The CBC is breathing a huge sigh of relief as a Canadian team is still very much in the thick of things. The last thing they wanted was a Buffalo/Anaheim final – you don’t sell much beer that way!
This weeks Podcast is with Bruce Firestone, which may or may not ring a bell, but without his involvement, there would most likely be no NHL hockey in Ottawa. Bruce had returned to Canada from Australia in 1982 to help with the family business. In 1987, the real estate market had shifted. Bruce went for a drive to think about where to take the family enterprise next. While driving in his car on the 417 thinking about Toronto, he asked himself a great question, "What did Toronto have, that we didn’t have"? From this question emerged a big idea, a hockey team. Fast forward 4 years later. With a great group of people, smarts, hard work and against a lot of odds, Ottawa ended up winning an expansion team.
How does one win against competition, whether it’s a new role in a company or breaking into a new sector, or winning that big deal? Think about the odds against Bruce and his team. They didn’t really have a great arena, they were 2 hours from Montreal and 4 hours from Toronto, neither of which really wanted new competition for fans or advertising revenue. Bruce and most of his team didn’t come from the sports business. Their financing was not as strong as their competitors. How did they win? I want to introduce a new word to you -"persatience". It is a hybrid of two words patience and persistence. This word was created by a client of mine to describe her own journey towards a new path. I love the word and no, you won’t find it in a dictionary.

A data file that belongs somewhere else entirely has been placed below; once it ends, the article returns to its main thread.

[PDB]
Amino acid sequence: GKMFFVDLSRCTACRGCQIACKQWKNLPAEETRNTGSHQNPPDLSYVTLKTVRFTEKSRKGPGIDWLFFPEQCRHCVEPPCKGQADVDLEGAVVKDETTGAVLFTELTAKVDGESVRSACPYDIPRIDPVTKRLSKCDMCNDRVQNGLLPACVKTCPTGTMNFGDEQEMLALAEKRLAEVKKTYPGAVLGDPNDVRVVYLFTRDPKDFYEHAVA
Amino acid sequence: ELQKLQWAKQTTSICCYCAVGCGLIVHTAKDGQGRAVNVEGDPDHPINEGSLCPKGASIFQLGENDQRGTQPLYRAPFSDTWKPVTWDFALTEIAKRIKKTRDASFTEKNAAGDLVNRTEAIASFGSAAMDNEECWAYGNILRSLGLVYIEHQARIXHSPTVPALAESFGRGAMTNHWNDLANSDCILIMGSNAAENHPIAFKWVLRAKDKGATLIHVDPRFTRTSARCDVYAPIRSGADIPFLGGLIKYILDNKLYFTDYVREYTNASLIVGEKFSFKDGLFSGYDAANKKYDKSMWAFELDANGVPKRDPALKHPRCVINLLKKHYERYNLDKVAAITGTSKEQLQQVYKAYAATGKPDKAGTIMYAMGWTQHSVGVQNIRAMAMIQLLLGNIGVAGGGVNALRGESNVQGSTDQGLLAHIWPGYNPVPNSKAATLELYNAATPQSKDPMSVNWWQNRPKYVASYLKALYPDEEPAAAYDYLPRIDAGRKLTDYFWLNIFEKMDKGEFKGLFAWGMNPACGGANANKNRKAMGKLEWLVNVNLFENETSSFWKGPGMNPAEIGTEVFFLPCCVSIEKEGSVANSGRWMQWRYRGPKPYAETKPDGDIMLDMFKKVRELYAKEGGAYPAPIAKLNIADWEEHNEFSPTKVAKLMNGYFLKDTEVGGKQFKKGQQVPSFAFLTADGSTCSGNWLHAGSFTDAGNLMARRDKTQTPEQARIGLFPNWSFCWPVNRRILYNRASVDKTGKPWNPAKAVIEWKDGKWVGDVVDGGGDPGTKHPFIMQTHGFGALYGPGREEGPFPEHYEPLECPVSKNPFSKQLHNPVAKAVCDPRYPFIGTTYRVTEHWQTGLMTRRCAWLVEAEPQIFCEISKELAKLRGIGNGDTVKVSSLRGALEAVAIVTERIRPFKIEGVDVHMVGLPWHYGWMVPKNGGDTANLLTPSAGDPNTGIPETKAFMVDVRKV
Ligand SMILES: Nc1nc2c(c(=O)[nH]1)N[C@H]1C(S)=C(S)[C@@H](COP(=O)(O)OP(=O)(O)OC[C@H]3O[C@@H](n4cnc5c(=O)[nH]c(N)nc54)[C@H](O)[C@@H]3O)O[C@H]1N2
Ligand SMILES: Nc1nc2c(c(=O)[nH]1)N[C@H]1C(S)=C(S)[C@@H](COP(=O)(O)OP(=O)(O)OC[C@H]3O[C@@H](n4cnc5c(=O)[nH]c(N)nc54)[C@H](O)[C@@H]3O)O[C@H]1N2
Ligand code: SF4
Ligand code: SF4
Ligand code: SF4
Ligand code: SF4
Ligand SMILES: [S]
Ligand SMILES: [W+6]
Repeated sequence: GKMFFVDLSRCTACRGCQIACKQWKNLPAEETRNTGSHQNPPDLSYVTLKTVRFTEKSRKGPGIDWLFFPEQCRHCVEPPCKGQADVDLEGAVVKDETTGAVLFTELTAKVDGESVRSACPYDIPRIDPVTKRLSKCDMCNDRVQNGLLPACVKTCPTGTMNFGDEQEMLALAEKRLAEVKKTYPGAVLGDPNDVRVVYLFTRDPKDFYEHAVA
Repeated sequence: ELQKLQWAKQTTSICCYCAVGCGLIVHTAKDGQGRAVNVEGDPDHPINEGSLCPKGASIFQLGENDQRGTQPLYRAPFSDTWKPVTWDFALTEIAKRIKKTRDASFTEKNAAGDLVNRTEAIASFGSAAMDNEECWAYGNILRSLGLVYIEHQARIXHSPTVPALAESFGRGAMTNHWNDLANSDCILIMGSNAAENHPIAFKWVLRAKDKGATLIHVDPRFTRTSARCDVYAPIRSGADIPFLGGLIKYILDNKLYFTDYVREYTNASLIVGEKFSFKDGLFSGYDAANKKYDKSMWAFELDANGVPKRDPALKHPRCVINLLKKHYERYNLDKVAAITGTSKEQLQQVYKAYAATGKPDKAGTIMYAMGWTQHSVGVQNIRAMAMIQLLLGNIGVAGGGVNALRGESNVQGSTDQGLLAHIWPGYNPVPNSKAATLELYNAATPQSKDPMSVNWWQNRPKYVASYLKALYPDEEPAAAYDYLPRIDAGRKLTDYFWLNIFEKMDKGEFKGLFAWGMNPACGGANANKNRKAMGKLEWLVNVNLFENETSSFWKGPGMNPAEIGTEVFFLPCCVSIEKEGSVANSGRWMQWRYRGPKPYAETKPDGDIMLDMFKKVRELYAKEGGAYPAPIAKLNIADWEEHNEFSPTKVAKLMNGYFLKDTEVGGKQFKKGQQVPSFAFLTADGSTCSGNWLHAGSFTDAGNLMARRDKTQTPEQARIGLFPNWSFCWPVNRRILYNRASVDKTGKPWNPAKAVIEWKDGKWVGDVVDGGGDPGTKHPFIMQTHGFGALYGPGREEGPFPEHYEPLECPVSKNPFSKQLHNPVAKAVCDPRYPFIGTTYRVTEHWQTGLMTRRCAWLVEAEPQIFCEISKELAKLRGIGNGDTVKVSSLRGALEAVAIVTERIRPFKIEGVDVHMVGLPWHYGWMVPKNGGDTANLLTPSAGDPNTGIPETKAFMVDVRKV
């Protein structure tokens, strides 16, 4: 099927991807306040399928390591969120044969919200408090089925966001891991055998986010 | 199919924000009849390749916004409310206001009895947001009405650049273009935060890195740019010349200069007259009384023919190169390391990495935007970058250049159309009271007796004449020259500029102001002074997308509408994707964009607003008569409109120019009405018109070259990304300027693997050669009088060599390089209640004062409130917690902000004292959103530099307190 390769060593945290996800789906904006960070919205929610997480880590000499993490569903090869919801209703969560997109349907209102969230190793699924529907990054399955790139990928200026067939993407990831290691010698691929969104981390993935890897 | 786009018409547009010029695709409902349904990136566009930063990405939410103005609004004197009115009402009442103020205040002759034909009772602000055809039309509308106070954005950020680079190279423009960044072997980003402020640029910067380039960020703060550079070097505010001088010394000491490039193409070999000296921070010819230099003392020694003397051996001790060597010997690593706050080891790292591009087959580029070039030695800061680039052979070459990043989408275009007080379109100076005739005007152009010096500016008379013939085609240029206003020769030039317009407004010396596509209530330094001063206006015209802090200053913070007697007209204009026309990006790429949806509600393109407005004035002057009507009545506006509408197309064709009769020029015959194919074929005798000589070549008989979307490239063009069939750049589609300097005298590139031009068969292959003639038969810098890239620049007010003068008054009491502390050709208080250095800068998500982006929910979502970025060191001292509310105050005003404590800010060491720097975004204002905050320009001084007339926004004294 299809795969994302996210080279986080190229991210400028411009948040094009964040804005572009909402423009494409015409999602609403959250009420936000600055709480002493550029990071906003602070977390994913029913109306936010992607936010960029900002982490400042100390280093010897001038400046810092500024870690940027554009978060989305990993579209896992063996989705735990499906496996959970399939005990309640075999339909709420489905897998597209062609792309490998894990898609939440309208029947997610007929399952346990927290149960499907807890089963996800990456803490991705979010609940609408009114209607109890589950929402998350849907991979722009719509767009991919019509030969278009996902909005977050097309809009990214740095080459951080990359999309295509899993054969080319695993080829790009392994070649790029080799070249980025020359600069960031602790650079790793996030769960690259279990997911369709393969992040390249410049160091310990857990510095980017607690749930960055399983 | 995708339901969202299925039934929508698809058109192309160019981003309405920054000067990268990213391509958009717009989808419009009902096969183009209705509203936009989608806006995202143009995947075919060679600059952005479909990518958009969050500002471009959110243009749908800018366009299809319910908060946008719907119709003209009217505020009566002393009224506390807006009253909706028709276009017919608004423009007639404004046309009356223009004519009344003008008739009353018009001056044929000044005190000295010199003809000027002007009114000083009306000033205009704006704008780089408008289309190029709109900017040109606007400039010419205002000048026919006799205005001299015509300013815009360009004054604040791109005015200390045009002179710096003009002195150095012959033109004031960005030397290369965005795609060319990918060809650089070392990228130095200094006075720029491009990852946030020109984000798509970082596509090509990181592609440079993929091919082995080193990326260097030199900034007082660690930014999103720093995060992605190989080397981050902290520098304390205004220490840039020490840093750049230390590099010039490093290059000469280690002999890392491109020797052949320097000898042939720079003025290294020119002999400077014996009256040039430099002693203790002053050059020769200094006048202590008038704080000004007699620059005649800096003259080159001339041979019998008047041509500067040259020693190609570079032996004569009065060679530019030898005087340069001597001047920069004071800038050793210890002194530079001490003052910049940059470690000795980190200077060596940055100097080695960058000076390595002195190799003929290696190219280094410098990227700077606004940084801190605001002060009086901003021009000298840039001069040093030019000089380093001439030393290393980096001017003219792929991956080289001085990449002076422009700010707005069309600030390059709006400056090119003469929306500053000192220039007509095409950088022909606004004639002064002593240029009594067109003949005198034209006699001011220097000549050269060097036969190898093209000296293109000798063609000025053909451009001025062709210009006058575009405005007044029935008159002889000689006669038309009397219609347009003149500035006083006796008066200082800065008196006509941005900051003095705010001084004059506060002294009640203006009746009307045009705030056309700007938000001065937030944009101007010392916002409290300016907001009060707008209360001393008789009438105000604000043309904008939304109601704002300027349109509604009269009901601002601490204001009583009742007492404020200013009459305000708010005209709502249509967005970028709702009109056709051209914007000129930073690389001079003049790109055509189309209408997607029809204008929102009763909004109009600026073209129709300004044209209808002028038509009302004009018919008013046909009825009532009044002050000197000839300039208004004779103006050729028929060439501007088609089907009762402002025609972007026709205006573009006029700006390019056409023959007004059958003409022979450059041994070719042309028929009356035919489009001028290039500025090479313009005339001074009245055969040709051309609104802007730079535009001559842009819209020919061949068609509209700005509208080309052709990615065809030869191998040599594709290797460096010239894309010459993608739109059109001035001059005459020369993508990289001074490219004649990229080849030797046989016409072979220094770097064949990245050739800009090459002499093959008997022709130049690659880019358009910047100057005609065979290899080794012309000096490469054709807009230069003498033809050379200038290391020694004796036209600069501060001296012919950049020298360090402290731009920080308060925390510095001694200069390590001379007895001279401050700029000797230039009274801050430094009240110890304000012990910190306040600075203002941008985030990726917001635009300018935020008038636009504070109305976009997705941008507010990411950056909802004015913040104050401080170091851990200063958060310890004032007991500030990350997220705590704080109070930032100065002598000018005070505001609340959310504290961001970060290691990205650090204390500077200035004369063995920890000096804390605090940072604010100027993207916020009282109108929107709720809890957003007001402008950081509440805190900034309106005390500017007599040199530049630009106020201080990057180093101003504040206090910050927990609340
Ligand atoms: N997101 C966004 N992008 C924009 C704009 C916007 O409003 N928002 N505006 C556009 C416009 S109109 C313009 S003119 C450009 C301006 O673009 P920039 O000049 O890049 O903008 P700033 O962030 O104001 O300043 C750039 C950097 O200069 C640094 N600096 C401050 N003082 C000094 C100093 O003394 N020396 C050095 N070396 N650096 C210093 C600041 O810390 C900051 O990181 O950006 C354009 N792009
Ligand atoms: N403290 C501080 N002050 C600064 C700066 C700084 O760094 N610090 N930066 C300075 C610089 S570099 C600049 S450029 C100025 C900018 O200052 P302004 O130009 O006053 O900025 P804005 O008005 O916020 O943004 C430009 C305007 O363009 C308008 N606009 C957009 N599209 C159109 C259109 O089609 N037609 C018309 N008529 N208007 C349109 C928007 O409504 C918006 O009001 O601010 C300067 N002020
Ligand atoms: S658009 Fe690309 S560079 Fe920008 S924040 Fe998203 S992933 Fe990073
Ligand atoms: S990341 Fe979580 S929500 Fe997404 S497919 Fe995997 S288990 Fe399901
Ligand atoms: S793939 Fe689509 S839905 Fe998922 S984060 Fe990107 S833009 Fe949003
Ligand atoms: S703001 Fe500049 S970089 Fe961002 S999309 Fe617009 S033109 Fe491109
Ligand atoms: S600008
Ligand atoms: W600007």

This was one of the keys that helped Bruce and his team. It was a long journey from a drive in Bruce’s Saab to winning a franchise. They really, really believed in what they wanted and what they had to offer the NHL and they really, really were well prepared. One of the reasons that Ottawa is where it is today, playing in the Stanley Cup finals, is because of meetings 17 years ago. Those meetings led to building a philosophy of excellence and executing on this philosophy in a very focused and smart way. To contrast Toronto, it has been 40 years and billions of dollars of revenue later, yet still no Stanley Cup. It isn’t age or money, although both of those things help. You rarely can buy a winning team. It takes persistence, years of focus and lots of wins and losses. Bruce also spoke about how success and failure have taught him humility. Bruce left the team he founded as they went through serious business challenges. He had his own wilderness experience, however, and he landed at Carleton University at the School of Architecture and in 2002 he was voted top professor by the students.
I am not sure where you are at in your career. Maybe you have just created the opportunity of a lifetime, or you might be feeling at the bottom of your career cycle. The long view would be to go back to the basics – the things that have helped you. Fortunately, success and failure don’t stay forever. Can you name who won the Stanley Cup in 2006? Bruce’s story is terrific. He has created a legacy in the Ottawa Senators, yet he is not trapped in that legacy. To me, that is true success.
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Along the road with you,